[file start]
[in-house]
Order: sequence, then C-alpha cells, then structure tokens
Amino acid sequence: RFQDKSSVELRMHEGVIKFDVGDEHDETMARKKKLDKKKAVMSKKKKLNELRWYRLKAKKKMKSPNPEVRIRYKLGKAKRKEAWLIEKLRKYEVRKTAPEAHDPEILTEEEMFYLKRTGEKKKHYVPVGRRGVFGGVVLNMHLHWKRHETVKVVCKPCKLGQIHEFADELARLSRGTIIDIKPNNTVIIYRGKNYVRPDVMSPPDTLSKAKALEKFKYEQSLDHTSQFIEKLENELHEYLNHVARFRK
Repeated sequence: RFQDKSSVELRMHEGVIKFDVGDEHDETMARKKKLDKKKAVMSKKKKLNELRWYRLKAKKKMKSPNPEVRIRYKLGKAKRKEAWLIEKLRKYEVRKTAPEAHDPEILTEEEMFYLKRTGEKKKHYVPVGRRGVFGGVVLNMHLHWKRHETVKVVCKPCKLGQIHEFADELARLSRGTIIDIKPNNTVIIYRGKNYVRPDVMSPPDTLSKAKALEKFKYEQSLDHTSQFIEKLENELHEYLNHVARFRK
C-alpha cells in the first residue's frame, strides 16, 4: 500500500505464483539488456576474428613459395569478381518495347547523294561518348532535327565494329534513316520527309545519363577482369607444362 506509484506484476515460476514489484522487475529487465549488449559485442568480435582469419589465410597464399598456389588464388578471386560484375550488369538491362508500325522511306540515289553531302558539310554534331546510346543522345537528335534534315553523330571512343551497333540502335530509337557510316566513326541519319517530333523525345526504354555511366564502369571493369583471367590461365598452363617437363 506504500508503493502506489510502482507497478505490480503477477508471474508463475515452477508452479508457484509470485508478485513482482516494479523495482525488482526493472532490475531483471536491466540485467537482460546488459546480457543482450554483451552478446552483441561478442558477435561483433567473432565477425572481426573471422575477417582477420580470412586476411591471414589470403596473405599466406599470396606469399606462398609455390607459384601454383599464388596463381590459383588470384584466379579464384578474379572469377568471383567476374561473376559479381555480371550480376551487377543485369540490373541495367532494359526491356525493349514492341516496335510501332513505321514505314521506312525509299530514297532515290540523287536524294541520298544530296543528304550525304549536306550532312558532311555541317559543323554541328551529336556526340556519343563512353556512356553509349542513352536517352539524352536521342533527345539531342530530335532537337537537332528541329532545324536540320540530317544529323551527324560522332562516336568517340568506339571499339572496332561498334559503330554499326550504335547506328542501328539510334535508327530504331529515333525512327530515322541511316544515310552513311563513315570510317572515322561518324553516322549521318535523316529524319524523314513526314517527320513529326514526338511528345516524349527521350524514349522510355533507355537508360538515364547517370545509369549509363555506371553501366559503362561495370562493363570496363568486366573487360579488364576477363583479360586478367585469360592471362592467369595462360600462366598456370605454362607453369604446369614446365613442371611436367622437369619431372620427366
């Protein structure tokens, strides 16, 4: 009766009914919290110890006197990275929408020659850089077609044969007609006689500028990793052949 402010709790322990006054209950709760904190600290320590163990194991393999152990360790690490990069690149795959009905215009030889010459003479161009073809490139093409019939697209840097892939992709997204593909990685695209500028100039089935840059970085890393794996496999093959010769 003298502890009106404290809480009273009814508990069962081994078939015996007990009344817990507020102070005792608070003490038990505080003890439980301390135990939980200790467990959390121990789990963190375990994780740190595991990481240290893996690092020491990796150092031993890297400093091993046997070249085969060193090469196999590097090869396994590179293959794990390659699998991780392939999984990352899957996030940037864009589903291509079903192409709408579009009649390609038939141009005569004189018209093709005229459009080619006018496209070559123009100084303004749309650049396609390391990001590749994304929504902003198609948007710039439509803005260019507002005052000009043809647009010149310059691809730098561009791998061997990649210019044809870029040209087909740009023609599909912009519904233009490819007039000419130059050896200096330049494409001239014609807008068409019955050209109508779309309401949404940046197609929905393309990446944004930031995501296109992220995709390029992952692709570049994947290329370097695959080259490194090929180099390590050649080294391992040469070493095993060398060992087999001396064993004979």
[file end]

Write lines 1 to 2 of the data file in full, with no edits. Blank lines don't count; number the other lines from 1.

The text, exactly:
[in-house]
Order: sequence, then C-alpha cells, then structure tokens